;


The Roundup Top Ten for November 5, 2021

Roundup




Another Buffalo Was Possible

by Keeanga-Yamahtta Taylor

India Walton seemed on track to become the first Black woman mayor in Buffalo, and the first socialist to lead a major city in decades. The sitting mayor rallied to defeat her, but we should still consider the possibility of more liberatory politics. 

 

The Untold Story of the World's Biggest Nuclear Bomb

by Alex Wellerstein

Read a detailed account of the moment in the Cold War when the United States and Soviet Union contemplated, then developed and tested, nuclear weapons of horrifying power. 

 

 

The Attack on University of Florida Professors is Totalitarian

by Silke-Maria Weineck

Even beyond academic freedom, events in Florida signal the effort to tie the interests of the state's universities to the agenda of the state's ruling party. 

 

 

Right-Wing Ideologues Turn Aggressors Into Victims

by Waitman Wade Beorn

"Allowing the right to weave pernicious counternarratives and to create saints from sinners will only embolden future Ashli Babbitts and spawn more violence. "

 

 

Why are Medieval Weapons at the Center of a Supreme Court Case?

by Jennifer Tucker

The history and traditions of English law inform American judicial interpetation today, including efforts to discern the functional meaning of the Second Amendment. A group of historians has briefed the Court that restricting dangerous weapons in public is long-established. 

 

 

Work Requirements Would Undo A Signature Biden Accomplishment

by Molly Michelmore

An expanded Child Tax Credit would potentially reduce child poverty by 40%. Placing work requirements on the credit would harm children for the sake of the historic pattern of policing the line between the deserving and undeserving poor. 

 

 

Fannie Lou Hamer's Leadership Shows We Can't Separate Civil Rights and Economic Justice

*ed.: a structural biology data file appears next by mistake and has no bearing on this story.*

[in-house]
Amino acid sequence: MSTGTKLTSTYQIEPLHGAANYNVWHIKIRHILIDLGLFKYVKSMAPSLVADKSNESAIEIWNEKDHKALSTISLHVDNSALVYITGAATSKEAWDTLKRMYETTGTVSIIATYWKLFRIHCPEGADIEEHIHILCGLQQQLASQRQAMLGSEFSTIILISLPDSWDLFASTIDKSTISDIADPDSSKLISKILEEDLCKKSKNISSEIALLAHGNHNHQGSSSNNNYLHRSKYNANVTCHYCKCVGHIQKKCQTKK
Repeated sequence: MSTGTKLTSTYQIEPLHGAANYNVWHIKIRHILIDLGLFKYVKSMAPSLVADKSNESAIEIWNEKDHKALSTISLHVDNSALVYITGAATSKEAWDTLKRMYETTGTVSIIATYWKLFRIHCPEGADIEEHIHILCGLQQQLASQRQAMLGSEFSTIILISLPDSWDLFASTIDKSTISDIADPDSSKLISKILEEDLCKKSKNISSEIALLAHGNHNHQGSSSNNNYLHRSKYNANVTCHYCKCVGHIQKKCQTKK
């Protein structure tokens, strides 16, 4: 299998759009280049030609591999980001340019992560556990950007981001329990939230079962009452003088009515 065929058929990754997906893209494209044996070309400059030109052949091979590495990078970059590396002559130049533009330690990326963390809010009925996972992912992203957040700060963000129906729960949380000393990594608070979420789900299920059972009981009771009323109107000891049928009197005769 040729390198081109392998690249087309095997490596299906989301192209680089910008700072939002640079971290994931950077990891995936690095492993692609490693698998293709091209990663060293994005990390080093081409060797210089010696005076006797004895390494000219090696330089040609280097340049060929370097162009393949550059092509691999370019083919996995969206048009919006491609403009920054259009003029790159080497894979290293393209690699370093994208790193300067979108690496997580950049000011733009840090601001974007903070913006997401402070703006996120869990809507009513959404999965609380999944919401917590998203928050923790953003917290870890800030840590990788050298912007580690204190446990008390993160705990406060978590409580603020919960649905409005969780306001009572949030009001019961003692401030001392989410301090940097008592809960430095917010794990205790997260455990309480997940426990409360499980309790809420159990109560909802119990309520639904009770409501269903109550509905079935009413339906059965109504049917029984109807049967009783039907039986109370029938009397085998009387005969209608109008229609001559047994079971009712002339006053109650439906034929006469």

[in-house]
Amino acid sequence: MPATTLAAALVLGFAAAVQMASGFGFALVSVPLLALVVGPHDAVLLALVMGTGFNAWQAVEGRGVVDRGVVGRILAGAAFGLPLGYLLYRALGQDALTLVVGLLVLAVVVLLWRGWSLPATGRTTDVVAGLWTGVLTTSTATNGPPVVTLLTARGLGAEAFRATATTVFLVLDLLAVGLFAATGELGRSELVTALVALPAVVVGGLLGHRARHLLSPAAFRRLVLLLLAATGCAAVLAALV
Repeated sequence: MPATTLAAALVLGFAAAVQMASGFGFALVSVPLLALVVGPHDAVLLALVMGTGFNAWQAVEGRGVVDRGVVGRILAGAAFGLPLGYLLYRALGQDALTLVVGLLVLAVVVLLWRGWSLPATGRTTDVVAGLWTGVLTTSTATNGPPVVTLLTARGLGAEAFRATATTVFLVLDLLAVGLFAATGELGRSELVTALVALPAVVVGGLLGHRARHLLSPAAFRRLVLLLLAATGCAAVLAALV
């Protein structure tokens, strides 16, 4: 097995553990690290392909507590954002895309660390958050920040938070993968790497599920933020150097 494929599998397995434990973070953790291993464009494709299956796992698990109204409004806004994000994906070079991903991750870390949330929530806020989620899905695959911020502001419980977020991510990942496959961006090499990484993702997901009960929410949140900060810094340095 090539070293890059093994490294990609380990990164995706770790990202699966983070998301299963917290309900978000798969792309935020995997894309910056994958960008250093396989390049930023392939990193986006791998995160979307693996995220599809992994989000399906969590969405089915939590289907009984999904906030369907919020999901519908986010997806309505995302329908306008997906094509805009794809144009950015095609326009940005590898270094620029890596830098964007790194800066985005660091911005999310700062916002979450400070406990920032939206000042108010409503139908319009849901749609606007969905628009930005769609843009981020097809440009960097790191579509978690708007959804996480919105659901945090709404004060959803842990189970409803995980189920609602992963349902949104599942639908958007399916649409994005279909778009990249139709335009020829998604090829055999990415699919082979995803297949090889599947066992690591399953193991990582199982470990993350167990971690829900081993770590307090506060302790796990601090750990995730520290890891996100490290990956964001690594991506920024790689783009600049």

by Keisha N. Blain

The author of a new biography of the Mississippi Freedom Democrat argues that Hamer's legacy shows that inequality erodes both civil rights and democracy. 

 

 

Laugh at Parodies of School Board Meetings, but Take Local Politics Seriously

by Lily Geismer and Eitan D. Hersh

Local politics – if it involves a wide spectrum of community opinion – can help override partisan polarization, create new coalitions, and empower citizens to make meaningful change.

 

 

It's not Just the Missionaries: Haiti had 782 Kidnappings This Year

by Cécile Accilien

"The kidnapping business is in fact supported by the convergence of interests of the political and business elite and the international community, while the interests of the vast majority of Haitians are obviously not taken into account."

 

 

How Academia Laid the Groundwork for Redlining

by Todd Michney and LaDale Winling

Richard T. Ely and his student Ernest McKinley Fisher pushed the National Association of Real Estate Boards to adopt "the unsupported hypothesis that Black people's very presence inexorably lowered property values," tying the private real estate industry to racial segregation. 

 


comments powered by Disqus